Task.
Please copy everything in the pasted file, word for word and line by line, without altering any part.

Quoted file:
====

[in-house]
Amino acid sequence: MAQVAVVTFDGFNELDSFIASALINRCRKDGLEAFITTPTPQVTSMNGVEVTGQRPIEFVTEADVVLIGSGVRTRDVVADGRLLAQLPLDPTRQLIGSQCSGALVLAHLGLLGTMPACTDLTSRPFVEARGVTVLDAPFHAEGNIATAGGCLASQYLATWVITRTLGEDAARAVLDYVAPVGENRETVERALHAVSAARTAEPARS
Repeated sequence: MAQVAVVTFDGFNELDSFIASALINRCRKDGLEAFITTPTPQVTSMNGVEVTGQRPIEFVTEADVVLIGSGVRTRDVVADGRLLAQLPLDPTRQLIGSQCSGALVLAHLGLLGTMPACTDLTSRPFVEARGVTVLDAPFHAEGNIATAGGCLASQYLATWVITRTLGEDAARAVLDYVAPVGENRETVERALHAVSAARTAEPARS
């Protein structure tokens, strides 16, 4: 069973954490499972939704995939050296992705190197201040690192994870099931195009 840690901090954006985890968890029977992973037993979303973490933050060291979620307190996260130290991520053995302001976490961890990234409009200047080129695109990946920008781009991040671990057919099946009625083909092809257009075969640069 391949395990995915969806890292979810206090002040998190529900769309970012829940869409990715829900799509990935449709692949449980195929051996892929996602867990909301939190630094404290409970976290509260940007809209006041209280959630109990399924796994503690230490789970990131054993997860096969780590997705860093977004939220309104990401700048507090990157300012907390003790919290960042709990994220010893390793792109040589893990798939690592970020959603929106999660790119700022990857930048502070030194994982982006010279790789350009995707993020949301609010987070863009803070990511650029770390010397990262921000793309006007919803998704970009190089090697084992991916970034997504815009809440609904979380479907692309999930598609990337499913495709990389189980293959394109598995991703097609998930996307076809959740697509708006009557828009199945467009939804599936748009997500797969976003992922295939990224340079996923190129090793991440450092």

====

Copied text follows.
[in-house]
Amino acid sequence: MAQVAVVTFDGFNELDSFIASALINRCRKDGLEAFITTPTPQVTSMNGVEVTGQRPIEFVTEADVVLIGSGVRTRDVVADGRLLAQLPLDPTRQLIGSQCSGALVLAHLGLLGTMPACTDLTSRPFVEARGVTVLDAPFHAEGNIATAGGCLASQYLATWVITRTLGEDAARAVLDYVAPVGENRETVERALHAVSAARTAEPARS
Repeated sequence: MAQVAVVTFDGFNELDSFIASALINRCRKDGLEAFITTPTPQVTSMNGVEVTGQRPIEFVTEADVVLIGSGVRTRDVVADGRLLAQLPLDPTRQLIGSQCSGALVLAHLGLLGTMPACTDLTSRPFVEARGVTVLDAPFHAEGNIATAGGCLASQYLATWVITRTLGEDAARAVLDYVAPVGENRETVERALHAVSAARTAEPARS
């Protein structure tokens, strides 16, 4: 069973954490499972939704995939050296992705190197201040690192994870099931195009 840690901090954006985890968890029977992973037993979303973490933050060291979620307190996260130290991520053995302001976490961890990234409009200047080129695109990946920008781009991040671990057919099946009625083909092809257009075969640069 391949395990995915969806890292979810206090002040998190529900769309970012829940869409990715829900799509990935449709692949449980195929051996892929996602867990909301939190630094404290409970976290509260940007809209006041209280959630109990399924796994503690230490789970990131054993997860096969780590997705860093977004939220309104990401700048507090990157300012907390003790919290960042709990994220010893390793792109040589893990798939690592970020959603929106999660790119700022990857930048502070030194994982982006010279790789350009995707993020949301609010987070863009803070990511650029770390010397990262921000793309006007919803998704970009190089090697084992991916970034997504815009809440609904979380479907692309999930598609990337499913495709990389189980293959394109598995991703097609998930996307076809959740697509708006009557828009199945467009939804599936748009997500797969976003992922295939990224340079996923190129090793991440450092």